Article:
H1N1 Swine Flu Expected to kill 30,000+ This Winter

The U.S. Centers for Disease Control and Prevention (CDC) are worried that the H1N1 virus or swine flu may be responsible for anywhere from 30,000 to 90,000 deaths this winter. Estimates from the World Health Organization include projections of 1 in 3 people becoming infected before the expected pandemic runs its course to the tune of about two billion infected people worldwide.

The seasonal flu by comparison is responsible for approximately 36,000 deaths in the United States with several hundred thousand being hospitalized. The H1N1 virus is expected to be at least as lethal since it is a new strain that North Americans will not have any immunity against. Only 302 people have died from swine flu between April 15 and July 24, 2009 out of 43,000 that fell ill, but this was at a time when the flu season was over. The virus went on to kill nearly 1,500 more people during the winter season in the Southern Hemisphere.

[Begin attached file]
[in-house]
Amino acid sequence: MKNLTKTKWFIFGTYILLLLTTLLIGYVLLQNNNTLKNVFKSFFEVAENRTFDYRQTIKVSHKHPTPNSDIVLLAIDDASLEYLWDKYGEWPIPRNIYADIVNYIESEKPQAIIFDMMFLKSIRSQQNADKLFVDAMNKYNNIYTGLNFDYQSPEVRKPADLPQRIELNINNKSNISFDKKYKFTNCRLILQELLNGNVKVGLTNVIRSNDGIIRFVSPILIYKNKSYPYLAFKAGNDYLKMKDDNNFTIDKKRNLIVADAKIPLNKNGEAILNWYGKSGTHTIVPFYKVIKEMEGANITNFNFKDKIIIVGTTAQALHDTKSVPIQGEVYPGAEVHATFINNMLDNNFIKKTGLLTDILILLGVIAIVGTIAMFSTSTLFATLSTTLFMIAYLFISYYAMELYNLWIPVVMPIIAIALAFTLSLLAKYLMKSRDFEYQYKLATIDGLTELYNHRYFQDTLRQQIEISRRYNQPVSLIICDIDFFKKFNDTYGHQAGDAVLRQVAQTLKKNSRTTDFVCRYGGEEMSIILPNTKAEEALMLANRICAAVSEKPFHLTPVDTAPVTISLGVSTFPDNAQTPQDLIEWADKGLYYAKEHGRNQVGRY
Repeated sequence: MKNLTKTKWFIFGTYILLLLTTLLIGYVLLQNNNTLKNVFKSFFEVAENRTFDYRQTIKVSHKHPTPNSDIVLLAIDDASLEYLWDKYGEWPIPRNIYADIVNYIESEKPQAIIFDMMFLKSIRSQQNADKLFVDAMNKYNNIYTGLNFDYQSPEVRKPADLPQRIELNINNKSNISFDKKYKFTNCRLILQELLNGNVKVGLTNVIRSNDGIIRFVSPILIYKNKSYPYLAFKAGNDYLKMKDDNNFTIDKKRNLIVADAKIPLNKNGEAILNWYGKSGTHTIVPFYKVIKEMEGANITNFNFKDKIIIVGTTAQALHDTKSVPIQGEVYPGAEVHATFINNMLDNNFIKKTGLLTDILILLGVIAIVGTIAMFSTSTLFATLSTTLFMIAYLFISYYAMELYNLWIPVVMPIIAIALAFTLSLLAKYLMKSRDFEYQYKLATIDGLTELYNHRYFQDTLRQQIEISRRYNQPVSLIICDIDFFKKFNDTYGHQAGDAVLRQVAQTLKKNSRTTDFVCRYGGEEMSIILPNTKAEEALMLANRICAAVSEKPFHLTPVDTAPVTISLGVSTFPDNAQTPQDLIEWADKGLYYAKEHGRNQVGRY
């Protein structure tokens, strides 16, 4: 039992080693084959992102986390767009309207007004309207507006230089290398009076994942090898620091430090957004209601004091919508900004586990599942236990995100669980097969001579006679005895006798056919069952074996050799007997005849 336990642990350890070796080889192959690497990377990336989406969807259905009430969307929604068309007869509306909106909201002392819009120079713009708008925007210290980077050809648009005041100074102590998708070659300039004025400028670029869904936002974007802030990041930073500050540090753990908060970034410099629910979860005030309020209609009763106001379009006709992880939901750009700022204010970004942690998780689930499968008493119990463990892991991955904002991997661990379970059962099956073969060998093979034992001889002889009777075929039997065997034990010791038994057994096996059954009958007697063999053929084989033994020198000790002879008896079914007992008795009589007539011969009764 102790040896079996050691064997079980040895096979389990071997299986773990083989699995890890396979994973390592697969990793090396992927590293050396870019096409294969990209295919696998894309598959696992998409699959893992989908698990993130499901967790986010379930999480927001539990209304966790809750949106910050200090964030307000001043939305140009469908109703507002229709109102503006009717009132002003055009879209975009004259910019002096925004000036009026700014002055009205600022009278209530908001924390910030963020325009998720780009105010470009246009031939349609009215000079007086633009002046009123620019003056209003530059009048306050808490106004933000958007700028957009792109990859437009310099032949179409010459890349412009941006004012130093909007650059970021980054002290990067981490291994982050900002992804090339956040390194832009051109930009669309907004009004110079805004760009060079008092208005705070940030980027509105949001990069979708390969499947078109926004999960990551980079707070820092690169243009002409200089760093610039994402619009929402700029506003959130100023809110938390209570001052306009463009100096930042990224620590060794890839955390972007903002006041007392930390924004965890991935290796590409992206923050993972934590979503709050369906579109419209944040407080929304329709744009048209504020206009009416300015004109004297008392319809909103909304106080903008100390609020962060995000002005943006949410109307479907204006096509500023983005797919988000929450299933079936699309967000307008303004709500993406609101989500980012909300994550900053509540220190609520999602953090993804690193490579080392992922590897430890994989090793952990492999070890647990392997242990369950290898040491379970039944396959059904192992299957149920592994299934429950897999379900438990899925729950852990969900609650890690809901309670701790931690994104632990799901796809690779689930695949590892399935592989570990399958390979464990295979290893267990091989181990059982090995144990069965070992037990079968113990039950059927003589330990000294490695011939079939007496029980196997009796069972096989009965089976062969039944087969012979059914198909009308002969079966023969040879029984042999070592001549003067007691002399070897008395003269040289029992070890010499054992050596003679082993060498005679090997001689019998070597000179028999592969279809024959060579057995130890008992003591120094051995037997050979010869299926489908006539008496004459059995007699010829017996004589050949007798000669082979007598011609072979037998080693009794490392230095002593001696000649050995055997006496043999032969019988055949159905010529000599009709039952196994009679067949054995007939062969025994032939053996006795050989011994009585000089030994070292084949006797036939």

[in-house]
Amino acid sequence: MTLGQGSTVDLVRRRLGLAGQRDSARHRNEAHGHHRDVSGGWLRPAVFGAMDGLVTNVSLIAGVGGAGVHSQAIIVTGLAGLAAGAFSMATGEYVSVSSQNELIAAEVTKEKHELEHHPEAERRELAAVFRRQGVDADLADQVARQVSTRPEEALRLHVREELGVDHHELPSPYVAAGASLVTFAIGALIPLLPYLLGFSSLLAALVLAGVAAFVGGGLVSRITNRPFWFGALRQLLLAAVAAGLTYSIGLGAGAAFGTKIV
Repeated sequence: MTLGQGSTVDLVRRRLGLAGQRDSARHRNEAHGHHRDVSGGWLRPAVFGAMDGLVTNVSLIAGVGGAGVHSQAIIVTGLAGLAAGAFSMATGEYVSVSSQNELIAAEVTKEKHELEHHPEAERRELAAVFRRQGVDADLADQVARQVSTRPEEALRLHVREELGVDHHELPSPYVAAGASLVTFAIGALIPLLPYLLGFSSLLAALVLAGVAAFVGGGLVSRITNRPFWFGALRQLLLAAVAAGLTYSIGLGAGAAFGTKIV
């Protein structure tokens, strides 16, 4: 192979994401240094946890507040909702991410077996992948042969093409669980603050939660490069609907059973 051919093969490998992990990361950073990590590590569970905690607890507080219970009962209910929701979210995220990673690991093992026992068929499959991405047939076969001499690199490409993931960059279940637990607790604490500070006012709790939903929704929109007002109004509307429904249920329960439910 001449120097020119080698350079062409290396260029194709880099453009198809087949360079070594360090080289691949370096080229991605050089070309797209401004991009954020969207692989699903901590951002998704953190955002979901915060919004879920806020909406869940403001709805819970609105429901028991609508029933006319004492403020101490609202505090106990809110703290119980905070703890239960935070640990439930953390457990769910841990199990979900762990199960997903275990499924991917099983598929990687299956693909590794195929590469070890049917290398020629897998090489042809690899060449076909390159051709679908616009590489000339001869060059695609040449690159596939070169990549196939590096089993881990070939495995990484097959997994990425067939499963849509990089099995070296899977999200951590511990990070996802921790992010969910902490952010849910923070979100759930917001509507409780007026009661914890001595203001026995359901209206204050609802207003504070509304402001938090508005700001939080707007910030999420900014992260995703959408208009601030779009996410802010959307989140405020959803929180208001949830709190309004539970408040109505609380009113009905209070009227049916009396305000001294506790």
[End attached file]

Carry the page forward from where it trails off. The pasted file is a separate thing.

Adding further anxiety over the pending pandemic is the delay in the availability of an H1N1 vaccine. Production and distribution issues have caused only 45 million doses to be ready by mid-October instead of the expected 100 million. The regular flu shot will not protect against the swine flu, and even the swine flu vaccine currently in production hasn't completed its clinical trials. The CDC remains confident nevertheless that the finished H1N1 vaccine will be effective in preventing the spread of the virus.

While there is definitely cause for concern, the good news is that the swine flu virus has effects that virtually mirror the regular flu; the majority of people who contract it will recover without any form of medical intervention.

Those deemed most at risk are pregnant women; health care workers with direct patient contact, children aged six months to four years of age, caregivers for children less than six years old and anyone aged 5 to 18 with conditions like asthma, diabetes, heart disease or kidney disease.

Oddly enough, the elderly aren't on the list. The H1N1 strain so far as proven more harmful to those 25 and under; it is suspected that those 60 and over may have a partial immunity due to exposure to previous H1N1 strains.

You can avoid catching the flu by washing your hands often with soap and water or alcohol-based sanitizers. Covering your mouth when you cough or sneeze can also help you from inadvertently spreading the virus before you even realize that you've been infected. Those who become sick are urged to stay at home for 24 hours after any fever symptoms are gone.

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